Monthly Archives: November 2015

An Amish Year by: Beth Wiseman GIVEAWAY on Goodreads! Enter today!

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Enter to win one of ten copies of An Amish Year, four novellas by Beth Wiseman on the GoodReads giveaway program between now and December 11th. Click here http://bit.ly/1I18PNS

and then click Enter Giveaway. Good Luck!

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A True Delight! Huckleberry Hearts, By: Jennifer Beckstrand

Huckleberry Hearts (Matchmakers of Huckleberry Hill series) by Jennifer Beckstrand. This is the best book yet in the Matchmakers of Huckleberry Hill series. I so love the antics of Anna and Felty. Anna and Felty are at it again trying to match make with one of her grandchildren without their knowledge. I laughed so hard that I cried at times. This story is a true delight. There are so many twists, turns and unexpected happens in this most delightful book. This story has so much in it love, laughter, heartache, pain, hope, faith and devotion. There are characters that you will absolutely love and others that will frustrate you almost to the very end. I was so didn’t want this book come to an end. Be sure to order your copy of Huckleberry Hearts today! 5 stars!

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Huckleberry Hearts by Jennifer Beckstrand is a 352 page novel in the Christian Amish fiction genre. It is published by Zebra Publishers and was released on November 24, 2015. To purchase your copy, click http://www.amazon.com/Huckleberry-Hearts-Matchmakers-Hill-Book-ebook/dp/B00U7LIZ7M/ref=sr_1_1?s=digital-text&ie=UTF8&qid=1448325417&sr=1-1&keywords=jennifer+beckstrand

About the Book

Young-at-heart octogenarians Anna and Felty Helmuth never miss the chance to find a perfect match for one of their grandchildren. And when their beloved Cassie returns to Huckleberry Hill, Wisconsin, Anna has a feeling they might soon have a doctor in the family…

Though Cassie Coblenz left her Amish community to go to college, Mammi and Dawdi’s farm will always feel like home. It’s the ideal place for an extended study break—at least until her grandmother’s handsome Englisch doctor becomes a regular distraction. Zach Reynolds is the kind of heartbreaker Cassie has learned to avoid, no matter how charming he may be.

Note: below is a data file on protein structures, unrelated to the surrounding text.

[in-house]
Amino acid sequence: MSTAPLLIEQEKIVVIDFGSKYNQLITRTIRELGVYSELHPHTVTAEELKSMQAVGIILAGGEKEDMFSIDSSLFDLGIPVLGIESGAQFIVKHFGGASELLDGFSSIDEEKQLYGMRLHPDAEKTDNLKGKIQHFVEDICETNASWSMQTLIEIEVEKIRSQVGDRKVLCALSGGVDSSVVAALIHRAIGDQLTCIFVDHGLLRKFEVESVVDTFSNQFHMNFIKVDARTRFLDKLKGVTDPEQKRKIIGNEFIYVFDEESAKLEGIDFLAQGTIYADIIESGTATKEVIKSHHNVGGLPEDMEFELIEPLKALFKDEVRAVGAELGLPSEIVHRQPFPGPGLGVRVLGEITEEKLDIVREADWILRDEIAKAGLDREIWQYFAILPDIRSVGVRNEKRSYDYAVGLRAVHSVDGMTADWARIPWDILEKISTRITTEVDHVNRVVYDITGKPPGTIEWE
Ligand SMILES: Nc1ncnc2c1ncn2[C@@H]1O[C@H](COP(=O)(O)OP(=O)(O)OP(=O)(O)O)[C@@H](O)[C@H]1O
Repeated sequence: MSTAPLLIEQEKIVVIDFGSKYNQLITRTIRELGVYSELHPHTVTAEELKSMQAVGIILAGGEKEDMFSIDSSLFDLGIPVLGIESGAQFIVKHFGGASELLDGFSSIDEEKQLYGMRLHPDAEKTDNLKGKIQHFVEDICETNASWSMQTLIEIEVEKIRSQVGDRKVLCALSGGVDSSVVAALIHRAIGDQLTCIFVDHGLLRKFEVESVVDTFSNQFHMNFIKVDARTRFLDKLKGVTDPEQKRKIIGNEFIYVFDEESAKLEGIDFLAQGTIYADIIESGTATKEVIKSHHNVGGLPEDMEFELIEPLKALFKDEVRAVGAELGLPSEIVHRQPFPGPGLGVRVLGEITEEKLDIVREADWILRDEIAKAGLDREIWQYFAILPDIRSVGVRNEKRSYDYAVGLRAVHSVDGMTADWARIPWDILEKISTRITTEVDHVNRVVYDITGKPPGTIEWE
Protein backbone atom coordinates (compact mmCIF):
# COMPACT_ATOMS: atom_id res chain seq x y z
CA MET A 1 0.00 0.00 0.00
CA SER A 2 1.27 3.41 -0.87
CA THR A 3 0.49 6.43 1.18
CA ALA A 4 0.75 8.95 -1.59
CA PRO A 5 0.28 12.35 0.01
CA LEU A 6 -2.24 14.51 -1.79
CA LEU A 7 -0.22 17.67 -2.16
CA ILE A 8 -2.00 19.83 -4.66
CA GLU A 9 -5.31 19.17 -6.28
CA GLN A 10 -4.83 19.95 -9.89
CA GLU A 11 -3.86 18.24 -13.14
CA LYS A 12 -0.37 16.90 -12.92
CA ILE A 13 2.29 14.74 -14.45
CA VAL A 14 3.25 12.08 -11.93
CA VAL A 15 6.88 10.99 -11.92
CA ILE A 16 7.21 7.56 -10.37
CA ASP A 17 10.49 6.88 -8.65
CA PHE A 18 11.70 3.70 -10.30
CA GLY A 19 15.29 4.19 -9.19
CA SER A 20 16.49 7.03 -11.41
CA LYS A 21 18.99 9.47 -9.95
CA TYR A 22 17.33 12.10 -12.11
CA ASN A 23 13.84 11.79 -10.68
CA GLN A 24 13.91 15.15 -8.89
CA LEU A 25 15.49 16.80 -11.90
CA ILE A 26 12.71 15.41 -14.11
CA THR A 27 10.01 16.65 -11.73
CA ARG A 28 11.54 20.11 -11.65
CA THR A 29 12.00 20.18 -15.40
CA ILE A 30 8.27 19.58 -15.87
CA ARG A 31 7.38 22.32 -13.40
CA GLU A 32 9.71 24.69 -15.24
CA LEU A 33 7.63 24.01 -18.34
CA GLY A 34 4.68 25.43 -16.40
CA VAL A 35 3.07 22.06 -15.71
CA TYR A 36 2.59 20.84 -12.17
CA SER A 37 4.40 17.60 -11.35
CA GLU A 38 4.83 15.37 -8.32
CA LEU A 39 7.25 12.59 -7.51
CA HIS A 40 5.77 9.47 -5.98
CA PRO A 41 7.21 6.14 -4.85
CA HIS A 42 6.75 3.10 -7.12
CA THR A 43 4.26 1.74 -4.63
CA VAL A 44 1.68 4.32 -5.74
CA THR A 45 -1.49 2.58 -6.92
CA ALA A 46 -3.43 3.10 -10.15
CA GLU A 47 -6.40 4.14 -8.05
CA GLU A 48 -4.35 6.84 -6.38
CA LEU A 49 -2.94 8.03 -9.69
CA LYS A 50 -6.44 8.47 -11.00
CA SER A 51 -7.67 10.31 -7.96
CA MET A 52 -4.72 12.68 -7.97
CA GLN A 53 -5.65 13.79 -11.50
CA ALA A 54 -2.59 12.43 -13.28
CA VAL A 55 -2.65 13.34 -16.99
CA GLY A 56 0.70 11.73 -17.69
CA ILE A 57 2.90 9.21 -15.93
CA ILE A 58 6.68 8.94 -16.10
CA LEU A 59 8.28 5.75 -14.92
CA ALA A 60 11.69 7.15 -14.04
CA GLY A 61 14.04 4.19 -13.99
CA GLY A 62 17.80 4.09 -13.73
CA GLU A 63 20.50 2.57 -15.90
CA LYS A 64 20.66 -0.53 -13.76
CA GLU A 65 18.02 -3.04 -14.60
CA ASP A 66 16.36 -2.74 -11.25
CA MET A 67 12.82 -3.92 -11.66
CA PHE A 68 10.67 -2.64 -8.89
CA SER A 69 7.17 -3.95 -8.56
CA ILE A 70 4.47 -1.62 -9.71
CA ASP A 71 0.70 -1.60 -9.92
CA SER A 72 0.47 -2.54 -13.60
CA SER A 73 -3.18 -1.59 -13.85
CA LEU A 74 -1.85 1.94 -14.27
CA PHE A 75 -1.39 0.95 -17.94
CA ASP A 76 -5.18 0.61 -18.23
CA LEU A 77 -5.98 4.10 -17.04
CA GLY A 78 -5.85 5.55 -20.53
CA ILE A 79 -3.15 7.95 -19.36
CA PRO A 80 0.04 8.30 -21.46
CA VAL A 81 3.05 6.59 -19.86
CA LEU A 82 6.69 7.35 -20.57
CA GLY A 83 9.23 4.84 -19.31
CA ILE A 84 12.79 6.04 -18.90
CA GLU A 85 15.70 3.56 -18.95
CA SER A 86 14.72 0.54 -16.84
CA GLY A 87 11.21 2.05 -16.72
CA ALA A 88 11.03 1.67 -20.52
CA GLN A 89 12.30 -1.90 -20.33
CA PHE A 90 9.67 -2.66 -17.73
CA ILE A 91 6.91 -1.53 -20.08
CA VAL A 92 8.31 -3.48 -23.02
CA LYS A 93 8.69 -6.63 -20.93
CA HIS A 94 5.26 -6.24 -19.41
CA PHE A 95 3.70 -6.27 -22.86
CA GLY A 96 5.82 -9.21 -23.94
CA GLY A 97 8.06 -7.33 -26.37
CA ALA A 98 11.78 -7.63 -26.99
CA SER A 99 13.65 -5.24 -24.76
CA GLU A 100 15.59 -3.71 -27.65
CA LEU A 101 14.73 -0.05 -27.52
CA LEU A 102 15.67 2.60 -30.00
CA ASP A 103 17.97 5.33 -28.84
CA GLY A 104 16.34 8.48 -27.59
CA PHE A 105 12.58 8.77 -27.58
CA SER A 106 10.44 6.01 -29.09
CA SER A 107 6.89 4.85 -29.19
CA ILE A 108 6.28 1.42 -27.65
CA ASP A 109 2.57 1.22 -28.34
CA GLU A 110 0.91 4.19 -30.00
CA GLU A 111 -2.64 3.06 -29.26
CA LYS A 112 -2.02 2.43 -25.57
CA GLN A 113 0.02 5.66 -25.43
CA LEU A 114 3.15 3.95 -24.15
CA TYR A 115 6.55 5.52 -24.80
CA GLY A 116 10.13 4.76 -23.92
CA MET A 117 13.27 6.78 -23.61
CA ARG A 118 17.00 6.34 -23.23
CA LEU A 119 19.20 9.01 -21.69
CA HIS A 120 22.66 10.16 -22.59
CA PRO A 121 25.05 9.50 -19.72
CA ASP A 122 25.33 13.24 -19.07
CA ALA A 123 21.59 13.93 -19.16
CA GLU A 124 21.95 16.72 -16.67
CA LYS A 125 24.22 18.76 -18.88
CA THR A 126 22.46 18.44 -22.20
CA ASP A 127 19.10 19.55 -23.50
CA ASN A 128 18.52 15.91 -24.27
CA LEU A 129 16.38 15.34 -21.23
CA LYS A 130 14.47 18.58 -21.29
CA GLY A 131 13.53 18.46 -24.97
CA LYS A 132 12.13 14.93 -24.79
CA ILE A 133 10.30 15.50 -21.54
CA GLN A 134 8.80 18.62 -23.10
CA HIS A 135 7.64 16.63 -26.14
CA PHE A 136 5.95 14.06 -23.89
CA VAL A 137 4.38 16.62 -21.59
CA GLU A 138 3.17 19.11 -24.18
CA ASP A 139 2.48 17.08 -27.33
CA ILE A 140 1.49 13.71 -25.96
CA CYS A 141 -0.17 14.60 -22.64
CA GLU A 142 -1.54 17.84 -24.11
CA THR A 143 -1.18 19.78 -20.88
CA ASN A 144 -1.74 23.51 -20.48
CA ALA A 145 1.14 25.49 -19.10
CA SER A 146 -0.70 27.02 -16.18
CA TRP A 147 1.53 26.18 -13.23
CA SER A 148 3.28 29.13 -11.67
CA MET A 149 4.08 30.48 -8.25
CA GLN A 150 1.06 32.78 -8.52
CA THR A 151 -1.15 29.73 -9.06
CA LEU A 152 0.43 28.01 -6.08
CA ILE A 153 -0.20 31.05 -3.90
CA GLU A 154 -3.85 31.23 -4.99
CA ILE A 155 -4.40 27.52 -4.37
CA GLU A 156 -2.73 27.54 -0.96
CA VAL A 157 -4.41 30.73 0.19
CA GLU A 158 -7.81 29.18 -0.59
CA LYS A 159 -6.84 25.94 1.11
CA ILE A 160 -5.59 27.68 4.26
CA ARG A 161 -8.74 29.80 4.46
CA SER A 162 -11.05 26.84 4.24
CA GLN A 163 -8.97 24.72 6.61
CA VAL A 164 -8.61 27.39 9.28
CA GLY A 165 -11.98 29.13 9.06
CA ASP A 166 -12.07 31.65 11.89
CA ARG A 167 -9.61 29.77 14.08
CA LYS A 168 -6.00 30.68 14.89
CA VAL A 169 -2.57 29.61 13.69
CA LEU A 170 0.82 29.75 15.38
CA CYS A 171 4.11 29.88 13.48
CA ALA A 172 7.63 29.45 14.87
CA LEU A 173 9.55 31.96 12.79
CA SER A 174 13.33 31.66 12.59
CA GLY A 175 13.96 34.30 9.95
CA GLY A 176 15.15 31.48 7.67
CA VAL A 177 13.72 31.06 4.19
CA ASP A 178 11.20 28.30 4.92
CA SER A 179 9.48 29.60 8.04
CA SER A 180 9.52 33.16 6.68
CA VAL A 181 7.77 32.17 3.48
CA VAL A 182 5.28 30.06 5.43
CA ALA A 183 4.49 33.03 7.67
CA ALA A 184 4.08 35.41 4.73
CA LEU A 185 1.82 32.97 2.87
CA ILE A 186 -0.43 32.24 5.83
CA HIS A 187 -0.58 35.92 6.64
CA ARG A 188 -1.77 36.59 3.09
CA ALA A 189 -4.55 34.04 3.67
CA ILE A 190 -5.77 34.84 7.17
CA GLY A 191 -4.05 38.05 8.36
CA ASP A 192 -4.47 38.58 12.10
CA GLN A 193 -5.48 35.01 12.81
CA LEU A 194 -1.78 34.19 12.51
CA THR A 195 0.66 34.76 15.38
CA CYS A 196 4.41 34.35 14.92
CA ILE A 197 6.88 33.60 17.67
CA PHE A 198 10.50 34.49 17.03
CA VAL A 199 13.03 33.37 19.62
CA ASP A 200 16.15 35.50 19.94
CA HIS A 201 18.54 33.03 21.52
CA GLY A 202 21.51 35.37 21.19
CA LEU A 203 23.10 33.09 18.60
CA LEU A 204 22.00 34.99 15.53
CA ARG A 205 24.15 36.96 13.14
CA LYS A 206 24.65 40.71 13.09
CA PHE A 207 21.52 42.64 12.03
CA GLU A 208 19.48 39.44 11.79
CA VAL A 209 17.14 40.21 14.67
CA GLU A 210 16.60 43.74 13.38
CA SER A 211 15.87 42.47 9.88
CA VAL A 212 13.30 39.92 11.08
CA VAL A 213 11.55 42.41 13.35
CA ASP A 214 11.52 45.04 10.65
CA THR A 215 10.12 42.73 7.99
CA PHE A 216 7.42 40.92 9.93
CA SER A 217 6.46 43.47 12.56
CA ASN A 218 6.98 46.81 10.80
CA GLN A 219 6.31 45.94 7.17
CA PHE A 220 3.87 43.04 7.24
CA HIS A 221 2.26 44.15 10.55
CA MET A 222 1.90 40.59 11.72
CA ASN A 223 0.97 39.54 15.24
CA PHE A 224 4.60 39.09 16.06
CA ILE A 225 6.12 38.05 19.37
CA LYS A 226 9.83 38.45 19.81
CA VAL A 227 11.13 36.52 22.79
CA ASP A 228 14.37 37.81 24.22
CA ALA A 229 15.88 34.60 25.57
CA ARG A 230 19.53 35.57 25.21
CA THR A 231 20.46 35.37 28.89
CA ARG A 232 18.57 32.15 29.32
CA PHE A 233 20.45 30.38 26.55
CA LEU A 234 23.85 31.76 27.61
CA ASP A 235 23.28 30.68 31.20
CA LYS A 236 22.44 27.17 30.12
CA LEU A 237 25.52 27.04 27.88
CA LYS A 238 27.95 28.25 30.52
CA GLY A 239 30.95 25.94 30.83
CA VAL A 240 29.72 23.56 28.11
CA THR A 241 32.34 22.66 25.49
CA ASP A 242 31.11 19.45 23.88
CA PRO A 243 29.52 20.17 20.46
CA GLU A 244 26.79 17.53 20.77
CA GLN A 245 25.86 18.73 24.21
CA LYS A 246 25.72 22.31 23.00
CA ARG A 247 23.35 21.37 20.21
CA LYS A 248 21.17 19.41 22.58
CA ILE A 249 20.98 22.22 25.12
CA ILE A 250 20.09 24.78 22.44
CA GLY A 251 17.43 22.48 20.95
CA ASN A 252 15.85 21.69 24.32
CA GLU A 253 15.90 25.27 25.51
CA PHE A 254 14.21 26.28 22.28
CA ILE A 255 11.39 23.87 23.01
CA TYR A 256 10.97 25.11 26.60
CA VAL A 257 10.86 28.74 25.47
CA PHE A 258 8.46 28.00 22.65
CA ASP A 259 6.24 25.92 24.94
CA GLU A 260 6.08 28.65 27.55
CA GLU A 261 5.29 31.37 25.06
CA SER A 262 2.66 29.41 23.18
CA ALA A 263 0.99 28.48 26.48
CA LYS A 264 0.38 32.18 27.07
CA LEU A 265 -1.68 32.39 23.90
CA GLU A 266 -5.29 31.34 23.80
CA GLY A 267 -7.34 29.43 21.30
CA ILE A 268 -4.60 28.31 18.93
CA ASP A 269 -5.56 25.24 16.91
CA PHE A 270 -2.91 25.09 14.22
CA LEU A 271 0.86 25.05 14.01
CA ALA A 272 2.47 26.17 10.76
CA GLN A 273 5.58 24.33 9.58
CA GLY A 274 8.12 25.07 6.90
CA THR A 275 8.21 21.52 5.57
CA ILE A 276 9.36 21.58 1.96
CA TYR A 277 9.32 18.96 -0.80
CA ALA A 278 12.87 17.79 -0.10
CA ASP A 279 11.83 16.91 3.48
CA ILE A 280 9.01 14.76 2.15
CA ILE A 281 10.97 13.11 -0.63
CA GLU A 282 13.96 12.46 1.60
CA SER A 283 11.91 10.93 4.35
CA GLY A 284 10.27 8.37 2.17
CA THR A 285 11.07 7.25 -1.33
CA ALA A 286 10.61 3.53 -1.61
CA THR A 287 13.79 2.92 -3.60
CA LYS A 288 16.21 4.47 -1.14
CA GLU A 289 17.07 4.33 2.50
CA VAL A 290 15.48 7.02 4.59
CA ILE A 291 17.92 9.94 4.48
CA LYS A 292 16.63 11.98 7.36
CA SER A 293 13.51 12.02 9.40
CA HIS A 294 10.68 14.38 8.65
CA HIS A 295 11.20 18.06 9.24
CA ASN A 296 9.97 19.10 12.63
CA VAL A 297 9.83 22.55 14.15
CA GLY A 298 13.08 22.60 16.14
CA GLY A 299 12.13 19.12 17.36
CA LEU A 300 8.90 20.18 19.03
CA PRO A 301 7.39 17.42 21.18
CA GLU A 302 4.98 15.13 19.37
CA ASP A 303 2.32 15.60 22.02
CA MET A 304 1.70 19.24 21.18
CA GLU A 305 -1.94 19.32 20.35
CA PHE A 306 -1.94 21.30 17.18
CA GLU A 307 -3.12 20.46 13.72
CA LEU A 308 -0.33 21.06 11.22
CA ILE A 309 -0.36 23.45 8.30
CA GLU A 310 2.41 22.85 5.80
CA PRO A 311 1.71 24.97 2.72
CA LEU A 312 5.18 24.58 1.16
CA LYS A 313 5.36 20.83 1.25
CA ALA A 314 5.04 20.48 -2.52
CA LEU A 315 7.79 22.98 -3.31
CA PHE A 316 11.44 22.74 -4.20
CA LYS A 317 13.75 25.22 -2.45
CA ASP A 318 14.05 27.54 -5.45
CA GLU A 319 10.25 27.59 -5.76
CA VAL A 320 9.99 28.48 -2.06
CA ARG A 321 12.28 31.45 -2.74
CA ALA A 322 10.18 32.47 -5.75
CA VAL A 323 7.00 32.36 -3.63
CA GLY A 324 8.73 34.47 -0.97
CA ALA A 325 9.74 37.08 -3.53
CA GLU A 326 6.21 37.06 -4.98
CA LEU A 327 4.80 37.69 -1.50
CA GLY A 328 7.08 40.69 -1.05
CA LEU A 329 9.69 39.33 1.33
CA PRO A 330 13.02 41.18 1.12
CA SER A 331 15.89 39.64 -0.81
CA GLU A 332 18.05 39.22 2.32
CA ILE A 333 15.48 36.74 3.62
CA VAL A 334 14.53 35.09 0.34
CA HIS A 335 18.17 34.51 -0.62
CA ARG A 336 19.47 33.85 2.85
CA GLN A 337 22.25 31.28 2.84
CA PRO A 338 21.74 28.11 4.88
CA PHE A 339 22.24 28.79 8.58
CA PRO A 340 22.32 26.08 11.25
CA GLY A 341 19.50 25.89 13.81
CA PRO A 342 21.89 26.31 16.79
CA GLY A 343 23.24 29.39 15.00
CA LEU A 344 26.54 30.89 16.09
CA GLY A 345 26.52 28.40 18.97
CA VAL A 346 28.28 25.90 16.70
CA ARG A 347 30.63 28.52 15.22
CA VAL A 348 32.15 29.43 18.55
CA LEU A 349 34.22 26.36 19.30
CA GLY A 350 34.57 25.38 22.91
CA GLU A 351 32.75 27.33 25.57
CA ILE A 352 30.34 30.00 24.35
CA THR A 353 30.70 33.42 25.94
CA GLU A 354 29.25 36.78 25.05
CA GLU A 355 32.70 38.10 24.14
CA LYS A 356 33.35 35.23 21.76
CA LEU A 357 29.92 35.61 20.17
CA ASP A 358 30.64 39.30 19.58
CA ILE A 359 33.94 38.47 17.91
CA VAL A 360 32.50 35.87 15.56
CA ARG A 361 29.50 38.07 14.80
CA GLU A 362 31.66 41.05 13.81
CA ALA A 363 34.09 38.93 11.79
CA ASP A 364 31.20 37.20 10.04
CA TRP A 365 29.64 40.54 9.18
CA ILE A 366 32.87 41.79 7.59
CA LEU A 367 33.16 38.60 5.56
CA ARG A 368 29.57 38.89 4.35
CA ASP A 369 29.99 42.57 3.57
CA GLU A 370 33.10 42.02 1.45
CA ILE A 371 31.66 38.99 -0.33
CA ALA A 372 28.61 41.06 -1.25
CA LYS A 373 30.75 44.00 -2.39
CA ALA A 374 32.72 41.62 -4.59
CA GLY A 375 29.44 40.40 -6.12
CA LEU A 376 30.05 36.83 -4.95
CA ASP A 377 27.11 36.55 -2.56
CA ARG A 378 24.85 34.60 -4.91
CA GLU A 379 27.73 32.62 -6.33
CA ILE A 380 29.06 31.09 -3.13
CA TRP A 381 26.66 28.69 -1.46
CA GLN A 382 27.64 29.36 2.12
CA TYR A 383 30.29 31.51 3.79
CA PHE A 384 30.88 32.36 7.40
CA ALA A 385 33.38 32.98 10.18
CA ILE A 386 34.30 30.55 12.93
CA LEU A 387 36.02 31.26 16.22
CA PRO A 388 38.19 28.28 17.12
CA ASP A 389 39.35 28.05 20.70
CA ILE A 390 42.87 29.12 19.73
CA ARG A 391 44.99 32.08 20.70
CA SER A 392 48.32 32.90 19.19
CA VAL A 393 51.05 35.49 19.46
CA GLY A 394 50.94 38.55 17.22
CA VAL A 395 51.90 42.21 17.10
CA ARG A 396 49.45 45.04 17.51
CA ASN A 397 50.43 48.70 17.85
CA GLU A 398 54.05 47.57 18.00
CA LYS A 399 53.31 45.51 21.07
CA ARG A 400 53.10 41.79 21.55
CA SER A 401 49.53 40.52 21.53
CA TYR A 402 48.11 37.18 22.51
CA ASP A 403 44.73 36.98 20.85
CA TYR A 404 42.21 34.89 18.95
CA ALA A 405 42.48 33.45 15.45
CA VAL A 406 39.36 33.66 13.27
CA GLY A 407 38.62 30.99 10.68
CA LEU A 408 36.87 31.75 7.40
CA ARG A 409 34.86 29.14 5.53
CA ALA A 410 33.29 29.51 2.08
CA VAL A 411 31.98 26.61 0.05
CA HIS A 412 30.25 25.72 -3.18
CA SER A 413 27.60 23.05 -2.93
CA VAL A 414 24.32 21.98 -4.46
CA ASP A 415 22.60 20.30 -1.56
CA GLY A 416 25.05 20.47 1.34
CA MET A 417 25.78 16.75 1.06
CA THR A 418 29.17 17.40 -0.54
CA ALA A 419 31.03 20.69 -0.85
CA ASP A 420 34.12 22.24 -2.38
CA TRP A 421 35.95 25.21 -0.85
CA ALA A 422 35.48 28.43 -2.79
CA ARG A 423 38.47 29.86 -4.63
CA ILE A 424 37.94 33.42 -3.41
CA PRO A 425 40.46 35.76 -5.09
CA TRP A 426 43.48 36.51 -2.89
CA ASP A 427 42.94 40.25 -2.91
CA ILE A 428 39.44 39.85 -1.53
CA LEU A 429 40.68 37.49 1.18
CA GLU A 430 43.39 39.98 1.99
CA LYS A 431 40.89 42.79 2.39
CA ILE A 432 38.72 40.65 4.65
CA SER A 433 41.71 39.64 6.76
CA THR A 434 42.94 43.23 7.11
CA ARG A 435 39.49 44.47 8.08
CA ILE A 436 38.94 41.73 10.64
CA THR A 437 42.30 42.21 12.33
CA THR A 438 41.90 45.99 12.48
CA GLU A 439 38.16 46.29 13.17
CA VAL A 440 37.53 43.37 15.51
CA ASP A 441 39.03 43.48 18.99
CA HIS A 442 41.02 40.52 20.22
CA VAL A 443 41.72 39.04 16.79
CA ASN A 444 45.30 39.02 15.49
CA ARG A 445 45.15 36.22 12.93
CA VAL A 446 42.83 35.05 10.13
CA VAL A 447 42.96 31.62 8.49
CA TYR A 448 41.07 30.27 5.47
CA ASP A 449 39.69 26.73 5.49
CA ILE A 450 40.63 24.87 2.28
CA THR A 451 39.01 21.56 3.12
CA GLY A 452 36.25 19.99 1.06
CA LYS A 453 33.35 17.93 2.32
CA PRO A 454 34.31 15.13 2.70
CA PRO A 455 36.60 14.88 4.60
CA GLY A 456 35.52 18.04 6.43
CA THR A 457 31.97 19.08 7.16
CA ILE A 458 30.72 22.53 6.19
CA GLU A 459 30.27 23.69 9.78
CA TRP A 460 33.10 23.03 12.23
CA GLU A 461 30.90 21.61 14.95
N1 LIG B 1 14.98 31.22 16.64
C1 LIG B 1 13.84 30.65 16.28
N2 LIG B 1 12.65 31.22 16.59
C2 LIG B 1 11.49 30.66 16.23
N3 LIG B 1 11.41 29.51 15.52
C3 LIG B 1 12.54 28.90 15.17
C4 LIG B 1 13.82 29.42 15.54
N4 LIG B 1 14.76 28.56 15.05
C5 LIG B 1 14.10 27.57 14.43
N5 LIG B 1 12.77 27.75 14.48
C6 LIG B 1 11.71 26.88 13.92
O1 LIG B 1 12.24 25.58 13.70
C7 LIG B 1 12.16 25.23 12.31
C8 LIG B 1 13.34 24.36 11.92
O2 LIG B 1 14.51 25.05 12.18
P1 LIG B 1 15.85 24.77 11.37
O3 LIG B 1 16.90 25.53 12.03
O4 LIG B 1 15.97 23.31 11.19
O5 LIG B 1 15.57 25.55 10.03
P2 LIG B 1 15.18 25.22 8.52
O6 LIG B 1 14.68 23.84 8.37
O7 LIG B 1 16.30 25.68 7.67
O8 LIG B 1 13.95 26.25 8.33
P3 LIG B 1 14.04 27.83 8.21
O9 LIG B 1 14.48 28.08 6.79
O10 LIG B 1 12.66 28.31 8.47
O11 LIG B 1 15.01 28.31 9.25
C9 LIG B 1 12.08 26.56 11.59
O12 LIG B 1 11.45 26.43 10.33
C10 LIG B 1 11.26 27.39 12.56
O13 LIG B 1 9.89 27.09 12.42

Unlike every woman Zach has met in recent years, Cassie doesn’t fall at his feet. Strong, generous, beautiful within and without —she’s everything he could want. Yet the gulf between them deepens when a tragedy shakes his faith. Now the good doctor has one goal—to become a man who could be worthy of Cassie’s love…

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Jennifer Beckstrand is the bestselling Amish romance author of The Matchmakers of Huckleberry Hill series for Kensington Books. Huckleberry Summer was nominated for the RT Book Reviews Reviewer’s Choice Award and the 2015 RITA® Award, and Huckleberry Hill won the 2014 LIME Award for Inspirational fiction. Both Huckleberry Hill and Huckleberry Christmas appeared in Examiner.com list of top ten inspirational books for 2014.

Jennifer has always been drawn to the strong faith and the enduring family ties of the Plain people and loves writing about the antics of Anna and Felty Helmuth. Jennifer has a degree in mathematics and a background in editing. She and her husband have been married for thirty years, and she has four daughters, two sons, and four adorable grandchildren, whom she spoils rotten.

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Book Information:

Young-at-heart octogenarians Anna and Felty Helmuth never miss the chance to find a perfect match for one of their grandchildren. And when their beloved Cassie returns to Huckleberry Hill, Wisconsin, Anna has a feeling they might soon have a doctor in the family…Though Cassie Coblenz left her Amish community to go to college, Mammi and Dawdi’s farm will always feel like home. It’s the ideal place for an extended study break—at least until her grandmother’s handsome Englisch doctor becomes a regular distraction. Zach Reynolds is the kind of heartbreaker Cassie has learned to avoid, no matter how charming he may be.
Unlike every woman Zach has met in recent years, Cassie doesn’t fall at his feet. Strong, generous, beautiful within and without —she’s everything he could want. Yet the gulf between them deepens when a tragedy shakes his faith. Now the good doctor has one goal—to become a man who could be worthy of Cassie’s love…